But was it the closest I felt to feeling like a game using its identity to the fullest to tell a story? Absolutely.

So what did the leaks do exactly?

Far as I’m concerned, it told me only the half of the story. Maybe even less than that of experiencing the story. And given the achievement NaughtyDog has made with the previous title, I’m willing to pay the ticket of admission to see the other half.

I want to see how the story goes from A to B to C and how I’ll experience it getting to those junctures.

Lets see the rest of the story. Let me experience it the way it was supposed to be experienced.

Not watched via YouTube.

Not read on an internet forum.

But played. With the choices made by me, as a player.

But at the end of the day, it’s tough times. It’s your money. Do what feels right for you. I just wanted to point out I don’t think the leaks discredited The Last of Us: Part 2‘s entire experience nor even its storytelling.

I do have some reservations about The Last of Us: Part 2 but it’s the same reservations I had since I saw the first trailers for it.

It feels like the theme and the tone of the game will be much darker and much more violent than before.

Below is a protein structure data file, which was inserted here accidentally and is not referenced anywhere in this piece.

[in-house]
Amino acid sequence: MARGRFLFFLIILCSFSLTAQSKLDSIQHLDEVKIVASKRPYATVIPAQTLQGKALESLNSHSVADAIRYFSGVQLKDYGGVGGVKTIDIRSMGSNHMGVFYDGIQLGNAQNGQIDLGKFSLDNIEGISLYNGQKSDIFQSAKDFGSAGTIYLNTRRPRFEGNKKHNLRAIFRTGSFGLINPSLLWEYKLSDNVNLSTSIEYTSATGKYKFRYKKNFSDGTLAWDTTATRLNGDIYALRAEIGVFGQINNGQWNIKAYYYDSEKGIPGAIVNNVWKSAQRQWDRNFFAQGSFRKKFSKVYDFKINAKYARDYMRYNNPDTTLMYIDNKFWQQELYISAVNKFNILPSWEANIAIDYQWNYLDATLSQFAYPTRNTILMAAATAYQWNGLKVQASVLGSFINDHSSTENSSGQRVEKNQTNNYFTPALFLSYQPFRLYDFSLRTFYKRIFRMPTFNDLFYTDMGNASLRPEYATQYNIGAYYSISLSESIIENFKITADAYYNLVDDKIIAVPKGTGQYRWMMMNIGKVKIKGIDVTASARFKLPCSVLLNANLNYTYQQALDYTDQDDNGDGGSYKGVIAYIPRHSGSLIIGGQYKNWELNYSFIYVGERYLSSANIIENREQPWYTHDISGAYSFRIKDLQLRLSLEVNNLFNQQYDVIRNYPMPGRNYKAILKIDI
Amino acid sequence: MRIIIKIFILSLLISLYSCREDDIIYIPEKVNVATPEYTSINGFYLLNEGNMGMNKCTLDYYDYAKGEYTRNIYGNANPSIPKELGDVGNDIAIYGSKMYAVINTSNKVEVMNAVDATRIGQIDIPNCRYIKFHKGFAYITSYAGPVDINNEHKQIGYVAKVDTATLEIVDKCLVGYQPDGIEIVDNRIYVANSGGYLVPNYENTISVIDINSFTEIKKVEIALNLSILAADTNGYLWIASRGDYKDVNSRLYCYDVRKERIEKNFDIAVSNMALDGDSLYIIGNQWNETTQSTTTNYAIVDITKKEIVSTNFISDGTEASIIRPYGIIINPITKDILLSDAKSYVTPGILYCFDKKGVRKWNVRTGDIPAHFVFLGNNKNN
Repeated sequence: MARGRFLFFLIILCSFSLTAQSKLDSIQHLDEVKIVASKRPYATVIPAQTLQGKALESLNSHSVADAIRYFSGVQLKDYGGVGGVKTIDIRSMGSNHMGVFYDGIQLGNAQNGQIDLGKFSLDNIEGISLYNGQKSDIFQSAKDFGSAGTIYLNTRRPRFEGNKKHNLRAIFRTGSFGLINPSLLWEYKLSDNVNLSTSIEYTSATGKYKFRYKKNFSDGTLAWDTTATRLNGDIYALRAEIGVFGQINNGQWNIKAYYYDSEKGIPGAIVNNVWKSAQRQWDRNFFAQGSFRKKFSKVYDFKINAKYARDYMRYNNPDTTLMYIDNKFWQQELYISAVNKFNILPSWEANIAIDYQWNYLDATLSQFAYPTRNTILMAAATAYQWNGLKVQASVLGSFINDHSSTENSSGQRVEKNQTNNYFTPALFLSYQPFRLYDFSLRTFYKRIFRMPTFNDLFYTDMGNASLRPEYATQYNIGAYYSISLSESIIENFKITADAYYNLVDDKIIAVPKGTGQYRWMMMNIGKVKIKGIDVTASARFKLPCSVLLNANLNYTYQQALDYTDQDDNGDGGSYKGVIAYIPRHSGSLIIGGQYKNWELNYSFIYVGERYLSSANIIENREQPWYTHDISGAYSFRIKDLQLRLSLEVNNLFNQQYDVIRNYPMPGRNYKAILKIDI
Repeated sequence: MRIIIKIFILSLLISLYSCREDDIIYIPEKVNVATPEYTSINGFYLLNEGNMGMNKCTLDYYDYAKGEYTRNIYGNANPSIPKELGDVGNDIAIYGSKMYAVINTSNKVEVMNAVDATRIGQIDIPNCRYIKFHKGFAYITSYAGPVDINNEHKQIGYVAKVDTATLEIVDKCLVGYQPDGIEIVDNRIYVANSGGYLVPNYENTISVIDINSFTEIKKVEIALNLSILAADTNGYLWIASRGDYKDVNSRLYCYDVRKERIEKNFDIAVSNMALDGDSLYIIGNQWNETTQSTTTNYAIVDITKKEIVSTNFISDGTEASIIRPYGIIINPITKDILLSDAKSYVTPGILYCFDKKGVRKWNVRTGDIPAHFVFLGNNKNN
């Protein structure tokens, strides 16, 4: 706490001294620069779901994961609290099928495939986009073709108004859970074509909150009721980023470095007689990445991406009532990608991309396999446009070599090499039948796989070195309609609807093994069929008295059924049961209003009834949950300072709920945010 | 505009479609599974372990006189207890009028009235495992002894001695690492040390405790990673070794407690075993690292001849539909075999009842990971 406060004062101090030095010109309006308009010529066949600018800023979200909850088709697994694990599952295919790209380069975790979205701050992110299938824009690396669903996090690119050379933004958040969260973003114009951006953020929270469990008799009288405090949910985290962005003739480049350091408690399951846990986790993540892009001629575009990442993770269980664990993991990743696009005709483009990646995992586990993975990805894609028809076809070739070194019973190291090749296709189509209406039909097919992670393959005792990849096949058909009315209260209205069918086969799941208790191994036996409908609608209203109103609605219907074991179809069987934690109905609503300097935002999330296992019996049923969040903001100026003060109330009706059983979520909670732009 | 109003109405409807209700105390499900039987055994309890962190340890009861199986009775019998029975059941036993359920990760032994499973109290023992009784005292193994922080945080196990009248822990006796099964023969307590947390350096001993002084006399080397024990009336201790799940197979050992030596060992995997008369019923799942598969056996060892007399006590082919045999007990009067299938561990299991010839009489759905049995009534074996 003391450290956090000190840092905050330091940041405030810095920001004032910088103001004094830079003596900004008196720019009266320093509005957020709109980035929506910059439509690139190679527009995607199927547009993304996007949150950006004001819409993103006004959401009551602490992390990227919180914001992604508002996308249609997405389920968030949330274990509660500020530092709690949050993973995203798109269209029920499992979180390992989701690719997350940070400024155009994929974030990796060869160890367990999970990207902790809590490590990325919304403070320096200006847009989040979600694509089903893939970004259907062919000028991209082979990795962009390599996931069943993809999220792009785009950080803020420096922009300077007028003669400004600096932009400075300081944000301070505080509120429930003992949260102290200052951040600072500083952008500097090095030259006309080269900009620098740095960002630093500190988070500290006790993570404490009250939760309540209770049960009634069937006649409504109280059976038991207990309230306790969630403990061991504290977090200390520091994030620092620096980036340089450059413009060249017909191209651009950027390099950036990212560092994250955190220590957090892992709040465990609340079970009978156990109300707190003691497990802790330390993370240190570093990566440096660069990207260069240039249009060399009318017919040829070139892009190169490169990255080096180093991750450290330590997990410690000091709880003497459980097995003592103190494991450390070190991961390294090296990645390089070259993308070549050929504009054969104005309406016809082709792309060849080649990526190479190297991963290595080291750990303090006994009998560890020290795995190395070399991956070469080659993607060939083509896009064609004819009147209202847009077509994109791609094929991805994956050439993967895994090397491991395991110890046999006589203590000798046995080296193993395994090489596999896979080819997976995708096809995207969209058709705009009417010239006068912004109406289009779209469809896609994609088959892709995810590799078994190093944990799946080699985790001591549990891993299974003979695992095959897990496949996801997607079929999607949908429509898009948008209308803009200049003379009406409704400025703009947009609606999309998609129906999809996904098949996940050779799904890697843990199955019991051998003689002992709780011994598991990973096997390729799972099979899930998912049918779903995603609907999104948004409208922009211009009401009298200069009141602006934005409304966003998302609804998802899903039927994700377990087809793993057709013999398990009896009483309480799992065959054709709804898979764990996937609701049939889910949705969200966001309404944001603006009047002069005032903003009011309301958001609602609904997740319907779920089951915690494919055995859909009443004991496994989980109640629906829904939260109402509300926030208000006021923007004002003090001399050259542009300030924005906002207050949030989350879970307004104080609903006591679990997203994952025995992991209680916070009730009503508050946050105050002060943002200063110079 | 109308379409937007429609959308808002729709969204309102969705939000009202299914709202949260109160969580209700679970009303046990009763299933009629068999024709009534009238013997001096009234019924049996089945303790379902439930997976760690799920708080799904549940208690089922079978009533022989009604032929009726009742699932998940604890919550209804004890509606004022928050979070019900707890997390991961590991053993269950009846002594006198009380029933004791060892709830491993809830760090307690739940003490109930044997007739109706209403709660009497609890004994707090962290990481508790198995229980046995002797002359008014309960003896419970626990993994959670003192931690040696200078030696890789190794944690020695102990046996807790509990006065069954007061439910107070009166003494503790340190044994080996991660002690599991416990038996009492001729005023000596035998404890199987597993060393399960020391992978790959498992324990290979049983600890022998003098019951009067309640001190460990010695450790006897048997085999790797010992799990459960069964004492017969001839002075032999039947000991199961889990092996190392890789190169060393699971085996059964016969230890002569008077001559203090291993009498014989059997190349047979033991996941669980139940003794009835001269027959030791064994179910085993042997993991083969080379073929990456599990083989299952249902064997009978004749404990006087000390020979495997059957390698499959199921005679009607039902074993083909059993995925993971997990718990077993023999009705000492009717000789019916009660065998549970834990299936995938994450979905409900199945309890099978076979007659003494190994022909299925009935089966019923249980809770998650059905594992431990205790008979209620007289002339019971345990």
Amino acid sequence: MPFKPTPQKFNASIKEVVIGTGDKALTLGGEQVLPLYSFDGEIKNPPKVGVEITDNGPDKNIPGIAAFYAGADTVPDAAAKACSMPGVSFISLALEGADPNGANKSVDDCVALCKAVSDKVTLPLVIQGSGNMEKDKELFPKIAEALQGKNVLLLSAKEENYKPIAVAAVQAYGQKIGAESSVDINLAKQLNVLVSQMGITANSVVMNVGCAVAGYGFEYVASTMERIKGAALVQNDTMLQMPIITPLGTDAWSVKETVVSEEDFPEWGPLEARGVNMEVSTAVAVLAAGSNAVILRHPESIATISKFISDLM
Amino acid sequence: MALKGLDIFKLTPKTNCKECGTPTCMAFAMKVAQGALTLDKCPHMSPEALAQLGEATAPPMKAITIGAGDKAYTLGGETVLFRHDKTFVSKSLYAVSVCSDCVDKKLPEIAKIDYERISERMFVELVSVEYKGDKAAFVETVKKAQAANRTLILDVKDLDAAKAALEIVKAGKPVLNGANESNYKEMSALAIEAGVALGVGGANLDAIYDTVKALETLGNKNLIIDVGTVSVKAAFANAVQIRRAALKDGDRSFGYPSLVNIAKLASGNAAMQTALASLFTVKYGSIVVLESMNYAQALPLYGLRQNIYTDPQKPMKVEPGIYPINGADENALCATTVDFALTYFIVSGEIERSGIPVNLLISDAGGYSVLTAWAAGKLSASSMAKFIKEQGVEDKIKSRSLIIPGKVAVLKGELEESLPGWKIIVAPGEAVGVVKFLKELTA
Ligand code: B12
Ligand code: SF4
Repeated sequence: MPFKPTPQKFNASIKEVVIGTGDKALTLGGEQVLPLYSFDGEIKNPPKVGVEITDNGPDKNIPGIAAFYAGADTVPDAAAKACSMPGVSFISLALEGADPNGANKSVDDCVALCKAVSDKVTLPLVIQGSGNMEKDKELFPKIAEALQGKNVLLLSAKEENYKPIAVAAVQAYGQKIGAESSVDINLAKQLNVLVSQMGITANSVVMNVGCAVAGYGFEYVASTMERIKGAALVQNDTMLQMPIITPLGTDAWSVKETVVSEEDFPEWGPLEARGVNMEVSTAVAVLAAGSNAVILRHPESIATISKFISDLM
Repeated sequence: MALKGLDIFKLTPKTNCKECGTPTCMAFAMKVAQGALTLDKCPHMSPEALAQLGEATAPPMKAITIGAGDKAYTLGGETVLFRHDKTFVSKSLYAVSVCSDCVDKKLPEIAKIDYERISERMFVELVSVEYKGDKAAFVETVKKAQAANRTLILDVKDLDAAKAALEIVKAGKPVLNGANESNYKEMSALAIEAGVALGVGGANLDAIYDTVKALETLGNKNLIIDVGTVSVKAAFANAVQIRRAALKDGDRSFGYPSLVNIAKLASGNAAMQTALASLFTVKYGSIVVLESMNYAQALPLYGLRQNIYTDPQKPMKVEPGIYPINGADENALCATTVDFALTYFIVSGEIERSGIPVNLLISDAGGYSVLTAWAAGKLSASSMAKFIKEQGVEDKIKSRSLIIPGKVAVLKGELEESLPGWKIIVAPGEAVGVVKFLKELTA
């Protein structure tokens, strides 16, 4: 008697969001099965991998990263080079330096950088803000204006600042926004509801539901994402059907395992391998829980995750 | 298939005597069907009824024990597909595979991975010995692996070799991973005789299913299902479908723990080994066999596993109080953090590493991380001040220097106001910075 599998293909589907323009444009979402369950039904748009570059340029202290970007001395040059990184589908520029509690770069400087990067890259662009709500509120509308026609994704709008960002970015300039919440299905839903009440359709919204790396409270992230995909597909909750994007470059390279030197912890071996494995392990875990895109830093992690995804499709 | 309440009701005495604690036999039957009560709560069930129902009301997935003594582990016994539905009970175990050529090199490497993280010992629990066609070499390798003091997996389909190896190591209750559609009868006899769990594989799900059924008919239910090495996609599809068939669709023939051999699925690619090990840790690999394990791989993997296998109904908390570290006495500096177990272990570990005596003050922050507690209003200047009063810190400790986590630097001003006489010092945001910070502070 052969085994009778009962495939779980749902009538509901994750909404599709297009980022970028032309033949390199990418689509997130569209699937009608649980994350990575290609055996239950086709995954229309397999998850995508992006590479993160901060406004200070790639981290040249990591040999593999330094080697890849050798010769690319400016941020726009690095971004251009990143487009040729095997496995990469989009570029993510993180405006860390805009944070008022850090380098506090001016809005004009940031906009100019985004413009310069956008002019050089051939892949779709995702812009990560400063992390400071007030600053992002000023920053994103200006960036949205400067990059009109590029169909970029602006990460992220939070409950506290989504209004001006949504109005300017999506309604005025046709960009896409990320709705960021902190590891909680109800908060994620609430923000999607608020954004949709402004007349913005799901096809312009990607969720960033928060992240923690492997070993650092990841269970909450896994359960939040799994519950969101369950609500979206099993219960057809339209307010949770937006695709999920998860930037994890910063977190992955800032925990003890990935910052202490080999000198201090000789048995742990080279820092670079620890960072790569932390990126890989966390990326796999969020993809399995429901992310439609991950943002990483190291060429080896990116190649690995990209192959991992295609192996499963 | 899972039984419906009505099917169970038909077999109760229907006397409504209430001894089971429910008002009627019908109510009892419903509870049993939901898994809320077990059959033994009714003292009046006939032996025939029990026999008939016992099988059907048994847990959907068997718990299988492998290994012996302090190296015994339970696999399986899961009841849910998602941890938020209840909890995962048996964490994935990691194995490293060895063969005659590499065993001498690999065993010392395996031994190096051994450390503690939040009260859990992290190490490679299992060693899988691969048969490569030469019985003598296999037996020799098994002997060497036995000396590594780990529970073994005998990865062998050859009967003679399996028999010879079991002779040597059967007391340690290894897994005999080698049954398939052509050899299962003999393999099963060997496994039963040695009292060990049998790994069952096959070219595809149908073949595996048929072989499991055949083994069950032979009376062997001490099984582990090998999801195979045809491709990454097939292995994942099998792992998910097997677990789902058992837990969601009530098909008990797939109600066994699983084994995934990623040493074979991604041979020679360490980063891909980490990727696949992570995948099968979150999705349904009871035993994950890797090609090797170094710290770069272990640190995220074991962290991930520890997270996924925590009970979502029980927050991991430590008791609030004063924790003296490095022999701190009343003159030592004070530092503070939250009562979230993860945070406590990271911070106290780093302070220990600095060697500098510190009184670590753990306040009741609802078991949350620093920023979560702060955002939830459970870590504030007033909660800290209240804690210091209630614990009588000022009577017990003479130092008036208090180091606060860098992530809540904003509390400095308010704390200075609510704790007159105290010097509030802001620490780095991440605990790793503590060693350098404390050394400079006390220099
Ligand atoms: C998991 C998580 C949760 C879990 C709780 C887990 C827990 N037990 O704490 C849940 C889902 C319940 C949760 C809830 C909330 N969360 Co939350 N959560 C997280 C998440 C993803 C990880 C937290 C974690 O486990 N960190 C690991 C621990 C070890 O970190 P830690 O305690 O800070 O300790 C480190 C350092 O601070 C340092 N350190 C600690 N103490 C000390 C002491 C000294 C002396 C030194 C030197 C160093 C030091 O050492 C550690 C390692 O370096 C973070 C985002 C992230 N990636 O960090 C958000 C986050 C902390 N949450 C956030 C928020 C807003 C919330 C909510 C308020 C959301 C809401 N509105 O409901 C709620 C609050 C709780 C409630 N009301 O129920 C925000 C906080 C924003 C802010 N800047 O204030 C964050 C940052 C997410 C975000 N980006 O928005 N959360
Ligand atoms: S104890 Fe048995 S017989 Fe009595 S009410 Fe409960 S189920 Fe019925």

And given the current climate, I’m not sure if that’s how I want to spend my free time.

(And I hope if they did go that route, the story and experience will justify all of it. Otherwise, that kind of direction tend to come off teenage-y at worst and distasteful at its best)

I’ve recently got a Nintendo Switch and played a Pokemon game for the first time in many, many years.

It was simple, childish, clean, and a lot of fun.

There was that ever-so-nice romanticized brightness to life found in kids-oriented-media in the game where everything ends up working out and no matter how dark things get, there’s still some sort of warmth to the world because it’s coded with the idea that “it’ll never get that bad“.

And you know what? That was nice. It was a nice break. Sue me.

This idiot actually became quite endearing and ended up demonstrating some complex growth and human experience without having had to resort putting the idiot through mature themed circumstances. That should probably be a topic for discussion sometime. Mature themes isn’t a qualification or necessity to discuss mature topics. Often, mature themes are used out of banality and/or laziness.

By the time this goes live, I’ll probably be on my way to pick up my iced Americano, a sandwich, and The Last of Us: Part 2 from my local game store.

I hope NaughtyDog won’t let me down but I don’t think I’ll regret having given them a shot. They’ve earned it.

…Did… did you guys think this would end with Pokemon? Because I sure as hell didn’t.